Designing a Customer-Centric Business Model

Designing a Customer-Centric Business Model


Whole Product and Strategic Partnerships

  • Having a "whole product" means providing all the necessary components for a customer to successfully use a product or service.
  • Strategic partnerships can be formed to fill gaps in the whole product.
  • Cold Press AI is used as an example, where they need a cloud provider and models to complete their whole product.
  • Strategic partnerships can help with market access, customer acquisition, and cost reduction.

Leveraging Competitor Communities

  • Engaging with competitor communities can present both threats and opportunities.
  • Identifying gaps in competitor offerings can present an opportunity to fill those gaps.
  • Offering a unique solution, such as a cloud-based alternative to an on-premise solution, can differentiate from competitors.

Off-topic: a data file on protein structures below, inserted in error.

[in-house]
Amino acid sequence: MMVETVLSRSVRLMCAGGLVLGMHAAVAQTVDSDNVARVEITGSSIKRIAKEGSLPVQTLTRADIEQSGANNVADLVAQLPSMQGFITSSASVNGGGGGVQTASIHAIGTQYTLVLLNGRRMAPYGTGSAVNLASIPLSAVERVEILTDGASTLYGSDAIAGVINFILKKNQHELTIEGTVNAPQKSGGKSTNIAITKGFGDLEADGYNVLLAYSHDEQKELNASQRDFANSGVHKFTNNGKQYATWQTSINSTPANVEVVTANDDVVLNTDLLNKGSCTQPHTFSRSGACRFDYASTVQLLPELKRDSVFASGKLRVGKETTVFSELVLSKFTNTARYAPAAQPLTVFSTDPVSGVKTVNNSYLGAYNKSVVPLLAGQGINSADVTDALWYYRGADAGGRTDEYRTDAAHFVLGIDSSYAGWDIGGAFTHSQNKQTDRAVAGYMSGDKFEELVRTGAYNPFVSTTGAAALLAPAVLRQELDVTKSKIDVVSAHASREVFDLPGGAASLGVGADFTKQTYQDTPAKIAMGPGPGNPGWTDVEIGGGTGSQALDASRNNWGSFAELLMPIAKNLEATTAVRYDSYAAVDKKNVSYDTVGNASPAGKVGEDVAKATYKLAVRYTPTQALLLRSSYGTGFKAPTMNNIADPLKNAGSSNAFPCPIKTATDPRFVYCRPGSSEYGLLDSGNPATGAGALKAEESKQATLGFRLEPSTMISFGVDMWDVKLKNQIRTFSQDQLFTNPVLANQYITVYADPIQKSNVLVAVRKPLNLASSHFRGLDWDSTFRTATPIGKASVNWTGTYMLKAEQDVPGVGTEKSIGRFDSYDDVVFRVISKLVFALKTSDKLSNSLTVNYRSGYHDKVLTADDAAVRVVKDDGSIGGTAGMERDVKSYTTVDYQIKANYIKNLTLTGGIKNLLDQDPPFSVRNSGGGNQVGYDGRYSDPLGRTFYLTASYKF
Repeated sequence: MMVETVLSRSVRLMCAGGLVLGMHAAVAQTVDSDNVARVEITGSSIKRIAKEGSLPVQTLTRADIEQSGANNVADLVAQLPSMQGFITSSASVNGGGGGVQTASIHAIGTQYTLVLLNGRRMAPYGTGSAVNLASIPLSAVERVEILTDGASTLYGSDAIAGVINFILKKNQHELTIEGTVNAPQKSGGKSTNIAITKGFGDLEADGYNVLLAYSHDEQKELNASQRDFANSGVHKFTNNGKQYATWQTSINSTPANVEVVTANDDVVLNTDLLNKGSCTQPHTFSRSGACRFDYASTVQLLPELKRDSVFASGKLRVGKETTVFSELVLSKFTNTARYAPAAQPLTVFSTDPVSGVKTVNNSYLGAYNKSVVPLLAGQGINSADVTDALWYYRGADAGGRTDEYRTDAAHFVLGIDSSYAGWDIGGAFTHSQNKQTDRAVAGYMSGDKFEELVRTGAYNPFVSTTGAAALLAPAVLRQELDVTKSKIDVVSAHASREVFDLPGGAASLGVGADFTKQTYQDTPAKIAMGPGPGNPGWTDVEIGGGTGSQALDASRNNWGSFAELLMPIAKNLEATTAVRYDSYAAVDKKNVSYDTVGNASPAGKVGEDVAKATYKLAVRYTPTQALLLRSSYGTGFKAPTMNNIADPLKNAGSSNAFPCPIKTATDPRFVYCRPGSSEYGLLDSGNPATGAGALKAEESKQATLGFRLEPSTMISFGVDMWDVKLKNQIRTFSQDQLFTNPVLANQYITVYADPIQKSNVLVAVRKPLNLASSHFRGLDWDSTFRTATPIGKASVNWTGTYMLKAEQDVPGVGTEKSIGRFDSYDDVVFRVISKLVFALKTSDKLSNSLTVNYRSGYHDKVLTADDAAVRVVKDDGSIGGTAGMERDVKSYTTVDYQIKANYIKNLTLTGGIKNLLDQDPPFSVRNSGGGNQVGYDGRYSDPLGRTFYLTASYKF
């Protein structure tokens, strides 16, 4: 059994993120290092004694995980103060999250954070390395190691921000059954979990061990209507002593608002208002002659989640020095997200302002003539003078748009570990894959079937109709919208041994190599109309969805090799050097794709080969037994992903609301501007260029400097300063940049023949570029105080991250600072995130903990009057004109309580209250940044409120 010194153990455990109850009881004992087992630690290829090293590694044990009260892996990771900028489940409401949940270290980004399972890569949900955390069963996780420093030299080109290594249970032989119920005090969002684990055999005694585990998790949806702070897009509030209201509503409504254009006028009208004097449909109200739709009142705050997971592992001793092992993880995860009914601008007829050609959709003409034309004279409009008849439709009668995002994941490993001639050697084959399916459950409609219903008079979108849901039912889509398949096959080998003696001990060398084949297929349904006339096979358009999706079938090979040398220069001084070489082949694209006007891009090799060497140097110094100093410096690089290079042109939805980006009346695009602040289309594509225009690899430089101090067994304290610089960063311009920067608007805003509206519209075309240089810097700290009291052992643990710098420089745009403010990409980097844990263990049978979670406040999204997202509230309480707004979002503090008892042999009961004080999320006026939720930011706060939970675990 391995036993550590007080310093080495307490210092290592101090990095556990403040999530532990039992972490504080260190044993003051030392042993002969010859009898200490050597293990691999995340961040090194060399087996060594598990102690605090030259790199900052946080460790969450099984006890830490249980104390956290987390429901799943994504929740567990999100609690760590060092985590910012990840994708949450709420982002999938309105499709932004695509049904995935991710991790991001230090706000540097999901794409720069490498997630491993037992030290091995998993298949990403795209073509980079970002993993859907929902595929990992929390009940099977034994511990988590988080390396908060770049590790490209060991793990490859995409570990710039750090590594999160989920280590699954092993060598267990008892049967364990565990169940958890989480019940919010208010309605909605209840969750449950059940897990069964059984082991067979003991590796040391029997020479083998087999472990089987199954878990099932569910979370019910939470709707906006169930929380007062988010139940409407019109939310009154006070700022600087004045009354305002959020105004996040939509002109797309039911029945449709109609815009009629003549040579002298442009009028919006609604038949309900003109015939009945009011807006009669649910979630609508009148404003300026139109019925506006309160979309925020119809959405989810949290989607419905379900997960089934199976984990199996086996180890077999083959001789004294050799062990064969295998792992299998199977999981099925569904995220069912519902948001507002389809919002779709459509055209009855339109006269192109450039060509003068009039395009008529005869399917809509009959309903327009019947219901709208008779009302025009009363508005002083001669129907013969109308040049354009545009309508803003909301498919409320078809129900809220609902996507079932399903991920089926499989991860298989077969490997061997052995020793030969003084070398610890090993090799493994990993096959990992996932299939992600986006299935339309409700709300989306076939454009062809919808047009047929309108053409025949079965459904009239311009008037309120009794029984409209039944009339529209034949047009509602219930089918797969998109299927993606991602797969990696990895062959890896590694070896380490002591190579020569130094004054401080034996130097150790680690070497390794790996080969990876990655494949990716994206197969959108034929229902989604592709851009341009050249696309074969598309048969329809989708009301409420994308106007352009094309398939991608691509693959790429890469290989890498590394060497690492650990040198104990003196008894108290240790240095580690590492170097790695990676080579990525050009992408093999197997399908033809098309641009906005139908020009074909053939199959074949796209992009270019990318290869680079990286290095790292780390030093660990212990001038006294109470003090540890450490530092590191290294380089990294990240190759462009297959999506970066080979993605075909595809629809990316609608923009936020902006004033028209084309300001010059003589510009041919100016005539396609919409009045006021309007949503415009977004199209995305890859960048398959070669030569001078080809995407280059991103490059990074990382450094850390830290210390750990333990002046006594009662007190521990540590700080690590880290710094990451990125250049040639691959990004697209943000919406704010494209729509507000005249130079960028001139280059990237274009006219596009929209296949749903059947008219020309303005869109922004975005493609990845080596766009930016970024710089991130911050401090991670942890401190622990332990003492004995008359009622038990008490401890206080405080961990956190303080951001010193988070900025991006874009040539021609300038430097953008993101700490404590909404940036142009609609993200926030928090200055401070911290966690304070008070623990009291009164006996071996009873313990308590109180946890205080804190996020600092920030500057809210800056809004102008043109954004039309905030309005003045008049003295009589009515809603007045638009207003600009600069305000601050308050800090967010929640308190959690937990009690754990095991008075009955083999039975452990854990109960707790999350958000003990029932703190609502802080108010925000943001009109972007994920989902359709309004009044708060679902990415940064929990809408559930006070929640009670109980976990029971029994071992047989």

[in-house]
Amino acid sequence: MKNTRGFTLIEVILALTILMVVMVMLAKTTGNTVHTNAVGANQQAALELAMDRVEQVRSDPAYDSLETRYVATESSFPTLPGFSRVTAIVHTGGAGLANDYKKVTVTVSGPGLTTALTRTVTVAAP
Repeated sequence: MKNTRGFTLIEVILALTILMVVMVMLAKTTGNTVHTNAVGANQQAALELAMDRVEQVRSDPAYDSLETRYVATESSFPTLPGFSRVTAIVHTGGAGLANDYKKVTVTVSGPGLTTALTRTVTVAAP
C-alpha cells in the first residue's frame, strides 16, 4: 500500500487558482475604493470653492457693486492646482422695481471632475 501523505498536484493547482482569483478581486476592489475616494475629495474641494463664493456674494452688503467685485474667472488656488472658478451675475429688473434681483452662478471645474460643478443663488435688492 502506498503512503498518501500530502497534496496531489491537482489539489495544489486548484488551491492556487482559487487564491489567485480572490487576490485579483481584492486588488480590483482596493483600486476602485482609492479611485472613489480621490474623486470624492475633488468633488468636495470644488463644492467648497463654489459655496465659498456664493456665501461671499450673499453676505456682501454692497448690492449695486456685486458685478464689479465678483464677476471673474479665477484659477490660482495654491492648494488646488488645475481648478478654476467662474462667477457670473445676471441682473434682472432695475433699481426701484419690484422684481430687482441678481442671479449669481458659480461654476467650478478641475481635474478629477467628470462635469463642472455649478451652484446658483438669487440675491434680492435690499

Three UPS: Update, Upgrade, and Upsell

  • Updating a product involves making security fixes and maintaining data accuracy.
  • Upgrading a product involves adding new capabilities or technologies, such as incorporating AI or making a product mobile.
  • Upselling involves selling additional features or services to existing customers.

Designing Customer-Centric Models

  • Designing a customer-centric model involves considering the customer journey and addressing customer needs.
  • Increasing customer reach should benefit the customer, such as providing affordable and convenient access to a product.
  • The model should focus on increasing customer value, which can be achieved through upgrading, updating, and upselling.
  • Identifying the one thing that makes a business profitable for the customer can help create a sustainable and scalable model.


  • Building a strong business model can lead to repeatable, scalable, valuable, disruptive, and defensible success.
  • A smart business model can result in better financial outcomes for founders, such as lower expenses and higher ownership.

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